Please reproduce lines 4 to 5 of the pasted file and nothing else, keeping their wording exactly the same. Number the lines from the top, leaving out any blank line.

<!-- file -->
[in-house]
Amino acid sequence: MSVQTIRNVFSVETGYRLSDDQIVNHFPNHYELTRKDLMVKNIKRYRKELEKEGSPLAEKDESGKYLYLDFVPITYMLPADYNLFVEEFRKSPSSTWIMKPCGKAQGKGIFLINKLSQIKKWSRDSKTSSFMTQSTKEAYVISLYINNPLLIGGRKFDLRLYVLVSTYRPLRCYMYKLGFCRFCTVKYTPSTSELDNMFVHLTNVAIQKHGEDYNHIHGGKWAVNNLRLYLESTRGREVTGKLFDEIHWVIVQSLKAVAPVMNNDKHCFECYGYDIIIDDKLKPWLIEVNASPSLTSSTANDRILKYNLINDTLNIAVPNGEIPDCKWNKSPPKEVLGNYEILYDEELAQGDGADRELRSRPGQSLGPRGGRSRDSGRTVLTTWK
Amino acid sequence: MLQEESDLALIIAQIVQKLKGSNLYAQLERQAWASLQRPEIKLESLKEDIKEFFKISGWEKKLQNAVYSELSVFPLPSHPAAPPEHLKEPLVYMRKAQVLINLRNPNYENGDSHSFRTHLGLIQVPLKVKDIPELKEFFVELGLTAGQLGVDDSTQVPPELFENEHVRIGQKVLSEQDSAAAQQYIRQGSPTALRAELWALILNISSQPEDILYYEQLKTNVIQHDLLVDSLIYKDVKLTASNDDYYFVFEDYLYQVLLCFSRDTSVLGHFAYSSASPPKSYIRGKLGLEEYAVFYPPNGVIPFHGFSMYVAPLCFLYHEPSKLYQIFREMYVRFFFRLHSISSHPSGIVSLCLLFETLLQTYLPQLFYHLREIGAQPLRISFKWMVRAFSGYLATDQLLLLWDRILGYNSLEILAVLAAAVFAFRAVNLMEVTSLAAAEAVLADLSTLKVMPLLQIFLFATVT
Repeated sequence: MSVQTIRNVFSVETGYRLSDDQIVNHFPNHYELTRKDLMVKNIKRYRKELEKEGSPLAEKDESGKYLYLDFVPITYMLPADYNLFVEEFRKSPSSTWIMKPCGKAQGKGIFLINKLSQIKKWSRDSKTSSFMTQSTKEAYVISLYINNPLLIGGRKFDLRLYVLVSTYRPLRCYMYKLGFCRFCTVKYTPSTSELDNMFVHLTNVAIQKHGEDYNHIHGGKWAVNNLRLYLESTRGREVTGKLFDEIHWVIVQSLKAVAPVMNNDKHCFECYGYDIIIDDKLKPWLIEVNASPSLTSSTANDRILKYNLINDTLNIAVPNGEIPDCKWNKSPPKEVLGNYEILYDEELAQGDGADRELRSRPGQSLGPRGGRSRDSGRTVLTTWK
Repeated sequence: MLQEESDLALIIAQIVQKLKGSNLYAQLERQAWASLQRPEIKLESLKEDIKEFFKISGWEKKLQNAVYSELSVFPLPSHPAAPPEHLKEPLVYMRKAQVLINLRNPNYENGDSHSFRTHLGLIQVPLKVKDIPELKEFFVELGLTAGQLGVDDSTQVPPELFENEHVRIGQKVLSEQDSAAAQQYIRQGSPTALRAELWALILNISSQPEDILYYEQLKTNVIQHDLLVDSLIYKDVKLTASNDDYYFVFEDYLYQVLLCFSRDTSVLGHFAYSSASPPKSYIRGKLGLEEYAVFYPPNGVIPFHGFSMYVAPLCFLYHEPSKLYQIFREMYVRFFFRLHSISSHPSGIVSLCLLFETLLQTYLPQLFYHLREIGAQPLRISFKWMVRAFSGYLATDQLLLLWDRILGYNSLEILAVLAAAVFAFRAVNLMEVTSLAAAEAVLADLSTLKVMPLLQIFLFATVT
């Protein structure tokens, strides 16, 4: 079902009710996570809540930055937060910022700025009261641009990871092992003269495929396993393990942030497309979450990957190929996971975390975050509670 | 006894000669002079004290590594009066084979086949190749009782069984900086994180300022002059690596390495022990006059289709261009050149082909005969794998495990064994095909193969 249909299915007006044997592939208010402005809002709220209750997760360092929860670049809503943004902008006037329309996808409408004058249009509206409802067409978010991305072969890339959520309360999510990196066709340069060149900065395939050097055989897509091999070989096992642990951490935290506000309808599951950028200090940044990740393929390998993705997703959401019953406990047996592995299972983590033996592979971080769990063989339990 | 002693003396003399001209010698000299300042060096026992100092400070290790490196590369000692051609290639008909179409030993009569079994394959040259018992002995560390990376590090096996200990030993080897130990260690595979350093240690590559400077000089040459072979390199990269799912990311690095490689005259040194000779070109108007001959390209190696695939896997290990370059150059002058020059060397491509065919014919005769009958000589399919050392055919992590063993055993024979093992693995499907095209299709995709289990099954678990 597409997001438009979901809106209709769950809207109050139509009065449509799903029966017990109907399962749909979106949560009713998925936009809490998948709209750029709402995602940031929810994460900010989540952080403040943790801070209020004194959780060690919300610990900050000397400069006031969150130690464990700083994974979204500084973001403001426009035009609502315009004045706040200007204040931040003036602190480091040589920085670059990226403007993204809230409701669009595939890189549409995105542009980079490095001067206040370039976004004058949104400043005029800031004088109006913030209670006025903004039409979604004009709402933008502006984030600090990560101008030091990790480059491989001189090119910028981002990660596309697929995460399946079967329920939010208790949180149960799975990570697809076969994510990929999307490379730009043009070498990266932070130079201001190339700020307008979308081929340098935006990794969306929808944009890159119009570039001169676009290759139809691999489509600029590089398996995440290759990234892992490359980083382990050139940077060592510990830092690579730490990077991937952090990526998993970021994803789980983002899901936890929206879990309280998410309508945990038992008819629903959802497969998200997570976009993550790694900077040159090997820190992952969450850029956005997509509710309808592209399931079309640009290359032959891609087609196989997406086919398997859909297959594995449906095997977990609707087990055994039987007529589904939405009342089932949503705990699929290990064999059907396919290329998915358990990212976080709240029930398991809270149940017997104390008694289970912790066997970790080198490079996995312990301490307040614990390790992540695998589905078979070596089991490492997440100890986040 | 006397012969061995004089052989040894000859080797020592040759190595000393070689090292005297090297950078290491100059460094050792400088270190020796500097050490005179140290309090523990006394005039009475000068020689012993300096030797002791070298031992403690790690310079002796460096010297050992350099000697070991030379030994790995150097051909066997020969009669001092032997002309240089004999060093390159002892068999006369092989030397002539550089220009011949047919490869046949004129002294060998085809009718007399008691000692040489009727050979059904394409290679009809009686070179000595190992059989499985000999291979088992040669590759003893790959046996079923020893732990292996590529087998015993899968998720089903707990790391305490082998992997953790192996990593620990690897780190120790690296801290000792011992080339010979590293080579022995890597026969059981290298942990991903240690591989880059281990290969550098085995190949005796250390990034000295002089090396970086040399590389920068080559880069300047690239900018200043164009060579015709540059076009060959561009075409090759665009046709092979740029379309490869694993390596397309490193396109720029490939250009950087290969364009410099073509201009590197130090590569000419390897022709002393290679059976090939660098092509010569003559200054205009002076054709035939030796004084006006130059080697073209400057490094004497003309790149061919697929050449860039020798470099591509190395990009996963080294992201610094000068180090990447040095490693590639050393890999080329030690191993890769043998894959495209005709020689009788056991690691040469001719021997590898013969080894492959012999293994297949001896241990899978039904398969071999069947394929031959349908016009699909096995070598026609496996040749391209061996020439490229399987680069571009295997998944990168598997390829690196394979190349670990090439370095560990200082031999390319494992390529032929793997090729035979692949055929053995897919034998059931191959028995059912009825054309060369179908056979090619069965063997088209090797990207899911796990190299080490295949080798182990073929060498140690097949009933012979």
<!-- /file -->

Repeated sequence: MSVQTIRNVFSVETGYRLSDDQIVNHFPNHYELTRKDLMVKNIKRYRKELEKEGSPLAEKDESGKYLYLDFVPITYMLPADYNLFVEEFRKSPSSTWIMKPCGKAQGKGIFLINKLSQIKKWSRDSKTSSFMTQSTKEAYVISLYINNPLLIGGRKFDLRLYVLVSTYRPLRCYMYKLGFCRFCTVKYTPSTSELDNMFVHLTNVAIQKHGEDYNHIHGGKWAVNNLRLYLESTRGREVTGKLFDEIHWVIVQSLKAVAPVMNNDKHCFECYGYDIIIDDKLKPWLIEVNASPSLTSSTANDRILKYNLINDTLNIAVPNGEIPDCKWNKSPPKEVLGNYEILYDEELAQGDGADRELRSRPGQSLGPRGGRSRDSGRTVLTTWK
Repeated sequence: MLQEESDLALIIAQIVQKLKGSNLYAQLERQAWASLQRPEIKLESLKEDIKEFFKISGWEKKLQNAVYSELSVFPLPSHPAAPPEHLKEPLVYMRKAQVLINLRNPNYENGDSHSFRTHLGLIQVPLKVKDIPELKEFFVELGLTAGQLGVDDSTQVPPELFENEHVRIGQKVLSEQDSAAAQQYIRQGSPTALRAELWALILNISSQPEDILYYEQLKTNVIQHDLLVDSLIYKDVKLTASNDDYYFVFEDYLYQVLLCFSRDTSVLGHFAYSSASPPKSYIRGKLGLEEYAVFYPPNGVIPFHGFSMYVAPLCFLYHEPSKLYQIFREMYVRFFFRLHSISSHPSGIVSLCLLFETLLQTYLPQLFYHLREIGAQPLRISFKWMVRAFSGYLATDQLLLLWDRILGYNSLEILAVLAAAVFAFRAVNLMEVTSLAAAEAVLADLSTLKVMPLLQIFLFATVT